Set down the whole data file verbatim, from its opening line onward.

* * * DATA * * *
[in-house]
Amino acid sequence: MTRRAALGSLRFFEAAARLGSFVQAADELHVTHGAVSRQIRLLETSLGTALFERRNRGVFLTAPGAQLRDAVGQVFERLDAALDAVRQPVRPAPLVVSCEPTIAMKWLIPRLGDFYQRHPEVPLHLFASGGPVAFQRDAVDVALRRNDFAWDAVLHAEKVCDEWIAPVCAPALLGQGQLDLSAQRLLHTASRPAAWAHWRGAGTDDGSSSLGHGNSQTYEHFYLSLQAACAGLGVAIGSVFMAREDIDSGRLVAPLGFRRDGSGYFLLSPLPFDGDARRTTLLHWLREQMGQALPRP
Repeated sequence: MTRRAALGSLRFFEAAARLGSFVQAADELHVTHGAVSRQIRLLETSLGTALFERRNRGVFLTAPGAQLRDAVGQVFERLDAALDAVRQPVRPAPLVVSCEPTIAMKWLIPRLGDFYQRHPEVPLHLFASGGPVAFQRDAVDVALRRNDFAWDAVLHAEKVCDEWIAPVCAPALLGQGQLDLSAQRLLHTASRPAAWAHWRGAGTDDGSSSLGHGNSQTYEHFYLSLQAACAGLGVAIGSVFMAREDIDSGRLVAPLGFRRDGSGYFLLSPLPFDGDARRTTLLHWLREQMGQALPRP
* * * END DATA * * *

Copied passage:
[in-house]
Amino acid sequence: MTRRAALGSLRFFEAAARLGSFVQAADELHVTHGAVSRQIRLLETSLGTALFERRNRGVFLTAPGAQLRDAVGQVFERLDAALDAVRQPVRPAPLVVSCEPTIAMKWLIPRLGDFYQRHPEVPLHLFASGGPVAFQRDAVDVALRRNDFAWDAVLHAEKVCDEWIAPVCAPALLGQGQLDLSAQRLLHTASRPAAWAHWRGAGTDDGSSSLGHGNSQTYEHFYLSLQAACAGLGVAIGSVFMAREDIDSGRLVAPLGFRRDGSGYFLLSPLPFDGDARRTTLLHWLREQMGQALPRP
Repeated sequence: MTRRAALGSLRFFEAAARLGSFVQAADELHVTHGAVSRQIRLLETSLGTALFERRNRGVFLTAPGAQLRDAVGQVFERLDAALDAVRQPVRPAPLVVSCEPTIAMKWLIPRLGDFYQRHPEVPLHLFASGGPVAFQRDAVDVALRRNDFAWDAVLHAEKVCDEWIAPVCAPALLGQGQLDLSAQRLLHTASRPAAWAHWRGAGTDDGSSSLGHGNSQTYEHFYLSLQAACAGLGVAIGSVFMAREDIDSGRLVAPLGFRRDGSGYFLLSPLPFDGDARRTTLLHWLREQMGQALPRP